Sunday, November 25, 2012

Calaveras and Tour of Livermore Century (2012)

I'm falling apart so Good god, is this my future in cycling??   Photo thanks (I think) to Dr. Dave who can't keep out of trouble after pouting with the President and his favorite athlete McKayla.

Century #36 (November 24, 2012) Calaveras Reservoir and Tour of Livermore to Collier, 102 miles, 10' climbing (or so it seemed) 16.5 mph.  w/ Jack and Stephen.  Calaveras section with Ward, Mike, Eri, Fresno Kim, Jose

This was a perfect ride to appear on club schedule.  Not much climbing (80 miles, 2,000' climbing.)  We had a group kept the pace down which was fine by me.  Good news is that my back is better than it has been for a month--the bad news is that its only at 70% and hurts when starting from a dead stop, climbing, or hitting the gas hard--so this ride was what the chiropractor ordered.

Ok, its November but was still fn cold when we started.  At 9:03 (per National Weather Service) it was 45 degrees in Walnut Creek.   OK--I know that the folks in Yakutsk think this is summer weather--but this is why I live in California.   With my brain frozen I forgot my official Lance drug kit (tums, endurolytes, lip balm), and didn't bother to take a light as I didn't expect to go 100 miles and finish 30 minutes before nightfall.  I need to go on more century rides--maybe by year end I'll get the hang of getting ready.

I did remember to break out the toe warmers and arm warmers but I was not happy--though full sun it was fn cold when we started out.  Woman visiting from Fresno, Kim, had done Climb to Kaiser so we bs'd about the ride.  New rider Eri is fast on flats so she'd like the route.  Mike only got to play a half day of hooky so he could only join us for part of the ride.  We started off with about a dozen riders but we'd eventually split into three groups.

Riding out Danville Blvd-San Ramon Valley Blvd in the morning isn't bad--not enough cars to turn every traffic light red as usually happens later in the day.  Group kept a nice paceline going.   Huge Frostys (the Giants of Roubaix?) springing up on vacant lots now becoming X-mas Tree Farms. 

(above) Ward on the run in to Sunol (below) Jack, Stephen, Mike on Foothill (PC)

Eventually warm enough where I could pull of glove liners-toe warmers and vest.  Was wearing an orange and black Museeuw Bike jersey--unfortunately it is mostly black and has one of those real short short zippers, so when there is even a hint of warmth it is useless.  But for the rest of the day (well, until the last half hour when we rapidly lost the sun), the black jersey with a thin wool undershirt was perfect except for some of the densely shaded tree hairpins on Calaveras.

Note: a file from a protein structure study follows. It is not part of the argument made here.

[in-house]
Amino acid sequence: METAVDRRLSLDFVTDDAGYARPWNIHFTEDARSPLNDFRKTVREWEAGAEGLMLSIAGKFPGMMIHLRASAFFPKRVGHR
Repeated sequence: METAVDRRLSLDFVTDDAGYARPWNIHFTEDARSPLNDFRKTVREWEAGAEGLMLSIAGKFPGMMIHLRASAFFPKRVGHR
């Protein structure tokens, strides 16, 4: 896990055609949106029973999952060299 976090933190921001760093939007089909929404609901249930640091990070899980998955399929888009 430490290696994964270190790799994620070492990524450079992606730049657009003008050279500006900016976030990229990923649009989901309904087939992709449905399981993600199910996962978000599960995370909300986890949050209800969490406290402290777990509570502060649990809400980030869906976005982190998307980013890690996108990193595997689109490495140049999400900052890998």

After San Ramon we continued on Foothill Blvd which has little traffic and traffic controls--then our paceline started revving up the speed.  Ward pulled me into the hill before Sunol but Stephen and I must be getting old--we used to beat each other up on this hill, now we just rode up together.  All along I was pleasantly surprised how well I felt.

We now need a special wrench for formerly free water tap in Sunol so I went to park across the street from the general store--we've never been there as entrance is around the corner.  Man, we've been missing out on some fine art. 

Here we lost the "Mike Group" who turned around, and the rest of us continued onto Calavaras.  Eri and Kim never had ridden it--always nice to ride a great section with a first timer and see their reaction.  I remember long ago (actually Paris Roubaix day in 2003) riding the nondescript Primavera Century--but the highlight was going over Calavaras for the first time.  Its a gentle climb along a narrow forested road with sudden hairpins --its actually a perfect fixed gear route going South.  Ward has perfected the art of looking across the road before hitting a hairpin so we can spot the occasional motorcycle, or bicycle flying in from the other direction.  Real important to keep way to the right on this road.

Statue in Sunol Park--we've gone to Sunol for years--first time we saw it (PC)  
One or two regroups--one where everyone seemed like they were looking into a nudist colony, but it was a bald eagle nest on  a transmission tower --but at least 300' away.  Downhill to the turnaround at the end of Calaveras but Ward, Jose and I rode about 2000' past the turnaround so we could continue the Brother Vic tradition of going down and then back up THE WALL.  This is a short but steep climb which scared most Primavera riders.  No one proposed Sierra Road today--the real WALL to the 10th power--which was very very good.

Eri and Ward on Calaveras (PC)
Only takes about half the time to fly back to Sunol as now mostly slightly downhill with a tailwind.  Fond memories of being on this section on the Devil Mountain Double, with Jack last year and Cisco Dave this year, with Ward stopped on the side of the road taking photos ("your here early"--which was great to hear.)   Two or three times ago here on DMD 'Ghost Riders in the Sky' popped in my head going back to Sunol and now it gets recalled again. 

I think Jack a little freaked by the whirleygigs (PC)